In the poetic language of Isaiah, an oracle, a heavy prophecy to be drunk like a bitter cup, is proclaimed against Tyre. This is the last of these oracles directed towards a particular foreign power, all of them closely involved with Israel. Figuratively, the prophetic word speaks to the ships of Tarshish and commands them to wail. Tarshish, Spain, was a colony and chief trading partner of Tyre, sailing its ships across the entire Mediterranean Sea. In the history of Judah, King Solomon, allied with Hiram of Tyre, traded with Tarshish and King Jehoshaphat, who, for a time, allied with Ahab, husband of Jezebel of Tyre, later tried to build ships to go to Tarshish. Thereby Israel linked with Tarshish through Tyre. The Psalmist and the major prophets, Isaiah, Jeremiah, Ezekiel, all speak of Tarshish and Prophet Jonah tried to escape there.

As the ship from Tarshish turned to port on the island of Cyprus, after its long voyage, the news came to the crew of Tyre’s destruction, much to their disappointment. Without inhabitant or harbor, there would be no more lucrative trade between the two cities (v.1).

The following verses 2-8 tell of Tyre’s famous merchant trade and we see from the beginning that, when God speaks, His word carries the power to bring its fulfillment. God says, “Be still”, and just as Jesus commanded the sea to be still, so the Phoenician populace, up and down the coastland, who profited from Tyre’s commerce, are eyewitnesses of its destruction, and they are dumbstruck.  They benefited from the continual supply of produce from Egypt, irrigated by the Nile and other rivers. Egypt mourns the loss of its important trade partner (v.3,5)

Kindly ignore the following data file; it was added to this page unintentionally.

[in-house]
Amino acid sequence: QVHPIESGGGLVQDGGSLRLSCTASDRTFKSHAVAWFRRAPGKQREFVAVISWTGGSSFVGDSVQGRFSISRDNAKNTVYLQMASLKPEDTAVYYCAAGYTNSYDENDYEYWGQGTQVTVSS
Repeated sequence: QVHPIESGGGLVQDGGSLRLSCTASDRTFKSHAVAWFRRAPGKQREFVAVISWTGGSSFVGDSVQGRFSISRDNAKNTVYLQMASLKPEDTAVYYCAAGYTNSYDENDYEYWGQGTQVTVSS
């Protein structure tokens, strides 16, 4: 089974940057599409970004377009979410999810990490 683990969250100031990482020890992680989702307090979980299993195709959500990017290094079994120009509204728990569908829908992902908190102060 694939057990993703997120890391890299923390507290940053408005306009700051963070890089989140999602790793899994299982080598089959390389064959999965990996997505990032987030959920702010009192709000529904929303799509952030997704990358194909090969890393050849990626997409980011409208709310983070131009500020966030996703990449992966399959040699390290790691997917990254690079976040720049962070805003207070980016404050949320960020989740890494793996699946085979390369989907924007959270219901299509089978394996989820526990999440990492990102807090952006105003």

Sidon, the oldest of the two cities, who gave birth to Tyre, hangs her head in shame, as a cursed Middle Eastern woman, because she has been left childless, not only losing her elegant son, Tyre, but the numerous colonies that he gained (v.4). Refugees cross the Mediterranean and settle far away in Tarshish. The Word of the Lord poses the proper question that He might ask, not only of Tyre, but the citizens of prosperous nations throughout the world. Will your comfortable lifestyle, your ample income, your many means of entertainment last forever? “Is this your exultant city whose origin is from days of old?” It was enjoying its third millennium of history, when disaster struck! (v.6,7) It had luxuriously rewarded its loyal colonies and partners.

The Lord’s judgment

The Lord stamps His signature on this judgment; He is righteous and He calls forth powerful armies to carry out His plans. The Bible faithfully warns its readers to beware of the God, who rules from heaven. He will not be mocked! He will bring down every proud heart. See how forcefully it is portrayed… “To defile the pompous pride of all glory, to dishonor all the honored of the earth” (v.8,9). Over all other sins and attitudes of the heart, it is the high-minded thoughts of self-exaltation that the Lord will surely punish. He will not share His glory with another. 

Tyre is no longer a burden to its colonies; it has no strength to put restraint upon Tarshish anymore (v.10). The word of the Lord has spoken to Canaan, the country on the eastern side of the Mediterranean, and its prominent places have lost their power. Phoenicia was part of Canaan, but, of course, not a part of Israel (v.11).